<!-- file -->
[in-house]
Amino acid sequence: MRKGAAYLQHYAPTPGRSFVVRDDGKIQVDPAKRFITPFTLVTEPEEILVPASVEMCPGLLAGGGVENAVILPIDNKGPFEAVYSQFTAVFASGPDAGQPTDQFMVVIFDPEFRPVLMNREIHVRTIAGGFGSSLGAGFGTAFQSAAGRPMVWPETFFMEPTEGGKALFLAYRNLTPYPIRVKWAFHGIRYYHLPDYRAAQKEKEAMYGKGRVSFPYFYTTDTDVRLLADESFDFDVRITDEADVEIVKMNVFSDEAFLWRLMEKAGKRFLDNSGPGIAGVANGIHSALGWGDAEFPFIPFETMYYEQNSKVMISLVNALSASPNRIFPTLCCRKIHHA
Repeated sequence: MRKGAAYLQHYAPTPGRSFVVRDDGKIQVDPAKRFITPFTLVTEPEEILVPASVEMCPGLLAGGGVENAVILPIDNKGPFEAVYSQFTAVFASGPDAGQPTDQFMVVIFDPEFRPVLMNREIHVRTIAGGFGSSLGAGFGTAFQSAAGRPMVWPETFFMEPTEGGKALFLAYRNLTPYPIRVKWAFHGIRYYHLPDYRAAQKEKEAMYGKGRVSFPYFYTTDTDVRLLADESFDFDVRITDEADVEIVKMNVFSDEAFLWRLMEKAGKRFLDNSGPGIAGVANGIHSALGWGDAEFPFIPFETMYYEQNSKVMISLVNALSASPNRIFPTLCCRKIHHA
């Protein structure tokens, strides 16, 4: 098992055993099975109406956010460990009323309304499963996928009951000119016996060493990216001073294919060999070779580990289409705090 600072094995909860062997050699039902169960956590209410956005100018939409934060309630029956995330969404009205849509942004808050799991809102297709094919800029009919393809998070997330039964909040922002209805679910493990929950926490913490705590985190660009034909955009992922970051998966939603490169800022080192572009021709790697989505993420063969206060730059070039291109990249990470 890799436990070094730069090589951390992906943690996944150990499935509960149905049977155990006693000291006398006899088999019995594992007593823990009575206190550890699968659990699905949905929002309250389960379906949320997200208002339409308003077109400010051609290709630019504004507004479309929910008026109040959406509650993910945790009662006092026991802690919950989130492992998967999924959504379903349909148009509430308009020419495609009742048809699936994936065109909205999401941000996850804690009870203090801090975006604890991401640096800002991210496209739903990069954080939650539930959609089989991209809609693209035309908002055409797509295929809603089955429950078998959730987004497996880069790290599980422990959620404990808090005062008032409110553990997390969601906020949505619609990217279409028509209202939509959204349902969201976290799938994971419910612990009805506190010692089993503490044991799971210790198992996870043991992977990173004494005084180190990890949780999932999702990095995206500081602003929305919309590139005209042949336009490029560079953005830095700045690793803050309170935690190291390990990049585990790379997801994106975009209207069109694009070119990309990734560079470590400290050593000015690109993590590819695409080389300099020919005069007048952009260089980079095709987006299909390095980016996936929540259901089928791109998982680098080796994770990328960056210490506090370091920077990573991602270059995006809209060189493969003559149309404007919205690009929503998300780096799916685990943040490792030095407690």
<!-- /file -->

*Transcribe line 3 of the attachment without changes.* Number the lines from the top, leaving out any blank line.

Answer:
Repeated sequence: MRKGAAYLQHYAPTPGRSFVVRDDGKIQVDPAKRFITPFTLVTEPEEILVPASVEMCPGLLAGGGVENAVILPIDNKGPFEAVYSQFTAVFASGPDAGQPTDQFMVVIFDPEFRPVLMNREIHVRTIAGGFGSSLGAGFGTAFQSAAGRPMVWPETFFMEPTEGGKALFLAYRNLTPYPIRVKWAFHGIRYYHLPDYRAAQKEKEAMYGKGRVSFPYFYTTDTDVRLLADESFDFDVRITDEADVEIVKMNVFSDEAFLWRLMEKAGKRFLDNSGPGIAGVANGIHSALGWGDAEFPFIPFETMYYEQNSKVMISLVNALSASPNRIFPTLCCRKIHHA